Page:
Make adjustments to suit your execution. You may be left-handed and your trick might call for a right-handed pass. Don't be afraid to change up the handedness if it helps you do the trick more easily. You should also consider changing the patter to suit your personality and delivery. Experiment with wording that's conversational, formal, humorous, or you could eliminate patter altogether and perform in silence or to a musical selection.
Part 3: Learning to Levitate a Card
Gather your materials. To perform this simple trick, you will need a few props to give the illusion that you are levitating a spinning card. This will trick will require: A playing card, Clear tape, and Clear elastic/fishing line (a few feet in length).
Construct your illusion. You will need to attach the line to the back of your playing card with your clear tape for this illusion. For it to work best, try to make it so that the line threads up and away from the center of the back of your card.
Loop the fishing line. For you to be able to execute this trick quickly and without raising suspicions, you should make a loop, or a simple adjustable knot, at the loose end of the line. This can be slipped over a button on your shirt, attached to your belt buckle, or attached somewhere else on your body, like up your sleeve. Take time to work out the best length for this trick. You will need enough line so that you can launch the card from your hand, leaving it hanging beneath and spinning.
Find your optimal line route. Depending on your hand, there might be a better way of hiding your fishing line from view, but you may want to try running the line through your pointer and middle finger, along the back of your hand parallel to the crease between your thumb and pointer finger, and then to your shirt button or belt.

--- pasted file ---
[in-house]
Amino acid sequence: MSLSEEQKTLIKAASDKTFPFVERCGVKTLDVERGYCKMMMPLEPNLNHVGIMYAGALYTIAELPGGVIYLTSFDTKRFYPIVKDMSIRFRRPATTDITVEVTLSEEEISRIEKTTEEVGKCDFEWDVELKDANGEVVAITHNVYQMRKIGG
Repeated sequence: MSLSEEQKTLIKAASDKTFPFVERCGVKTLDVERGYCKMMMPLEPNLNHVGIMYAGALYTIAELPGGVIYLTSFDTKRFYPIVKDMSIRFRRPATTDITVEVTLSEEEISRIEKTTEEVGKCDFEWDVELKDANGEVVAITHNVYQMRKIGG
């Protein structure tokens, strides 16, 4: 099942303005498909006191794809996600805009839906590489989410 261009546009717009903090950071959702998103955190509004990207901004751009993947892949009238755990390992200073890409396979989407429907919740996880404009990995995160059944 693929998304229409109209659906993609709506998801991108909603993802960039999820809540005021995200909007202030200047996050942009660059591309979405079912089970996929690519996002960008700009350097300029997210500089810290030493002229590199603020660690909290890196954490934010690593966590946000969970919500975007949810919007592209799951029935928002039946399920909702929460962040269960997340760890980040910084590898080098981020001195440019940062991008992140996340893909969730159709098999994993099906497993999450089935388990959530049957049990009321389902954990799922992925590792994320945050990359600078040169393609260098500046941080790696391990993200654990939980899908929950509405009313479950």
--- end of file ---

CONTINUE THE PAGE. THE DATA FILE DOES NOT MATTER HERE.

Practice levitating your card. Taking care to make sure you don't get tangled in your invisible line, shuffle a deck of cards until you are ready to make your card float. Then, raising your hand with your fingers splayed, catch your invisible thread between your pointer and middle fingers. Hold your deck of cards loosely as you do this, and as you raise your hand, the card will be raised, as though it is floating, on your invisible thread. Alternately, you can shuffle until you are ready, take your trick card in hand, and launch it in a gesture similar to that of throwing a Frisbee. This will cause your card to spin rapidly and hang in the air. Try not to use excessive force! If your card moves too much, your audience might realize the pivot point from which it is hanging.
Part 4: Executing and Perfecting Your Tricks
Perform with a test audience. If possible, you should try to do your trick it for a stranger or a casual acquaintance, as these people will be more impartial. Whatever the reaction, by gauging your audience, you can better know how to improve your performance.
Take notes after your performance. It's easy to forget details, especially after the rush of a performance. Keep a small diary or notebook backstage and jot down the reactions to your performance once you're finished. You should also note any personal critique. Areas where you stumbled should be smoothed with more practice, awkward pauses or other difficulties can be improved by refining or thinking up patter.
Review, revamp, and retest. Make changes according to your notes and rehearse your trick until you are comfortable again. Now you're ready to try your trick in front of another test subject, or maybe even a small test audience.
Return to the stage. The atmosphere will always be slightly different when you're on the spot doing your magic. You'll have prepared yourself physically and emotionally for your test audience, but now you need to return to your stage, even if it's only a classroom or the break-room of your office.